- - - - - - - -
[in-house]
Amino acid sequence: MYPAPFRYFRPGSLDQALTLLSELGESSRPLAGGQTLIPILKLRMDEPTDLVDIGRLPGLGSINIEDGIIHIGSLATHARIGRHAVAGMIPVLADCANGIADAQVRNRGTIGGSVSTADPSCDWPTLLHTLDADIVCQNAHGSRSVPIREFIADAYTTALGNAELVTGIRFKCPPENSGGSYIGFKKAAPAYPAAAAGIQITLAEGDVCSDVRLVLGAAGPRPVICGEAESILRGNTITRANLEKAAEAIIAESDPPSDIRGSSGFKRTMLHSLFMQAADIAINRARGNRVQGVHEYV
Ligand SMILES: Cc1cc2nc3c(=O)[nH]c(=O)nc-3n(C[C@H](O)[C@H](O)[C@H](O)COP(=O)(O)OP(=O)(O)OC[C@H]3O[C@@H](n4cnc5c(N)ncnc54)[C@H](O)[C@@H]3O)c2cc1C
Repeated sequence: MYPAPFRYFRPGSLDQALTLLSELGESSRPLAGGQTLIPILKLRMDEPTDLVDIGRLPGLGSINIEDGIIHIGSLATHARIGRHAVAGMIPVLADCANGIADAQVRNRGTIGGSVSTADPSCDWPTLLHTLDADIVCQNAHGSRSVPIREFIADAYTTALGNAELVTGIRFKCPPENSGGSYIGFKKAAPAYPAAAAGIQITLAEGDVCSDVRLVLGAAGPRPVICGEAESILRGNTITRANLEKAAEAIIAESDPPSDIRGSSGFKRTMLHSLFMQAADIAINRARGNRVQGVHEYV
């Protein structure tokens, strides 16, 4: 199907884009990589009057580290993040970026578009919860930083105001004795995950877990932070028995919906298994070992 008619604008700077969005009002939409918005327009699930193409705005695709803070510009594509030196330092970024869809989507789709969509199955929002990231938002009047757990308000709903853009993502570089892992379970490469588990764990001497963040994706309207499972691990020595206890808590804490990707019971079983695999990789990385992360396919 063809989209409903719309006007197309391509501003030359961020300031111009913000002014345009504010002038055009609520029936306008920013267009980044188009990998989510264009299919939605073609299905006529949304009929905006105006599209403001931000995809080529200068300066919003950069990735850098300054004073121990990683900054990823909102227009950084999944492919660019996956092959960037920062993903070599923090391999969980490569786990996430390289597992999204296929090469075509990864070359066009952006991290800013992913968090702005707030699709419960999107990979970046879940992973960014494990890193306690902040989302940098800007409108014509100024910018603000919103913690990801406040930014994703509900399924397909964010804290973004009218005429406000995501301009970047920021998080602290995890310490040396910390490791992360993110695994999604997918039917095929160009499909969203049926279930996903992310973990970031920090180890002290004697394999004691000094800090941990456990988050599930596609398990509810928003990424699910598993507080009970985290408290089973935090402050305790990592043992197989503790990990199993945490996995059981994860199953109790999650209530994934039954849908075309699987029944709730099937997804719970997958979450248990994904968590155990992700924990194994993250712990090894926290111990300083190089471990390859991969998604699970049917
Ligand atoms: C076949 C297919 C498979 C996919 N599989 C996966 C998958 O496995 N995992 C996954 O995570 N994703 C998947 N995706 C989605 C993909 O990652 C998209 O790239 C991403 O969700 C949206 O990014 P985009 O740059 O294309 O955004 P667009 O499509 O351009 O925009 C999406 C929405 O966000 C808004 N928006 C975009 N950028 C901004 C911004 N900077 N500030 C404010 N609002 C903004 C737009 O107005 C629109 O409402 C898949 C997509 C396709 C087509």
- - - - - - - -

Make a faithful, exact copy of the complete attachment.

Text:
[in-house]
Amino acid sequence: MYPAPFRYFRPGSLDQALTLLSELGESSRPLAGGQTLIPILKLRMDEPTDLVDIGRLPGLGSINIEDGIIHIGSLATHARIGRHAVAGMIPVLADCANGIADAQVRNRGTIGGSVSTADPSCDWPTLLHTLDADIVCQNAHGSRSVPIREFIADAYTTALGNAELVTGIRFKCPPENSGGSYIGFKKAAPAYPAAAAGIQITLAEGDVCSDVRLVLGAAGPRPVICGEAESILRGNTITRANLEKAAEAIIAESDPPSDIRGSSGFKRTMLHSLFMQAADIAINRARGNRVQGVHEYV
Ligand SMILES: Cc1cc2nc3c(=O)[nH]c(=O)nc-3n(C[C@H](O)[C@H](O)[C@H](O)COP(=O)(O)OP(=O)(O)OC[C@H]3O[C@@H](n4cnc5c(N)ncnc54)[C@H](O)[C@@H]3O)c2cc1C
Repeated sequence: MYPAPFRYFRPGSLDQALTLLSELGESSRPLAGGQTLIPILKLRMDEPTDLVDIGRLPGLGSINIEDGIIHIGSLATHARIGRHAVAGMIPVLADCANGIADAQVRNRGTIGGSVSTADPSCDWPTLLHTLDADIVCQNAHGSRSVPIREFIADAYTTALGNAELVTGIRFKCPPENSGGSYIGFKKAAPAYPAAAAGIQITLAEGDVCSDVRLVLGAAGPRPVICGEAESILRGNTITRANLEKAAEAIIAESDPPSDIRGSSGFKRTMLHSLFMQAADIAINRARGNRVQGVHEYV
């Protein structure tokens, strides 16, 4: 199907884009990589009057580290993040970026578009919860930083105001004795995950877990932070028995919906298994070992 008619604008700077969005009002939409918005327009699930193409705005695709803070510009594509030196330092970024869809989507789709969509199955929002990231938002009047757990308000709903853009993502570089892992379970490469588990764990001497963040994706309207499972691990020595206890808590804490990707019971079983695999990789990385992360396919 063809989209409903719309006007197309391509501003030359961020300031111009913000002014345009504010002038055009609520029936306008920013267009980044188009990998989510264009299919939605073609299905006529949304009929905006105006599209403001931000995809080529200068300066919003950069990735850098300054004073121990990683900054990823909102227009950084999944492919660019996956092959960037920062993903070599923090391999969980490569786990996430390289597992999204296929090469075509990864070359066009952006991290800013992913968090702005707030699709419960999107990979970046879940992973960014494990890193306690902040989302940098800007409108014509100024910018603000919103913690990801406040930014994703509900399924397909964010804290973004009218005429406000995501301009970047920021998080602290995890310490040396910390490791992360993110695994999604997918039917095929160009499909969203049926279930996903992310973990970031920090180890002290004697394999004691000094800090941990456990988050599930596609398990509810928003990424699910598993507080009970985290408290089973935090402050305790990592043992197989503790990990199993945490996995059981994860199953109790999650209530994934039954849908075309699987029944709730099937997804719970997958979450248990994904968590155990992700924990194994993250712990090894926290111990300083190089471990390859991969998604699970049917
Ligand atoms: C076949 C297919 C498979 C996919 N599989 C996966 C998958 O496995 N995992 C996954 O995570 N994703 C998947 N995706 C989605 C993909 O990652 C998209 O790239 C991403 O969700 C949206 O990014 P985009 O740059 O294309 O955004 P667009 O499509 O351009 O925009 C999406 C929405 O966000 C808004 N928006 C975009 N950028 C901004 C911004 N900077 N500030 C404010 N609002 C903004 C737009 O107005 C629109 O409402 C898949 C997509 C396709 C087509």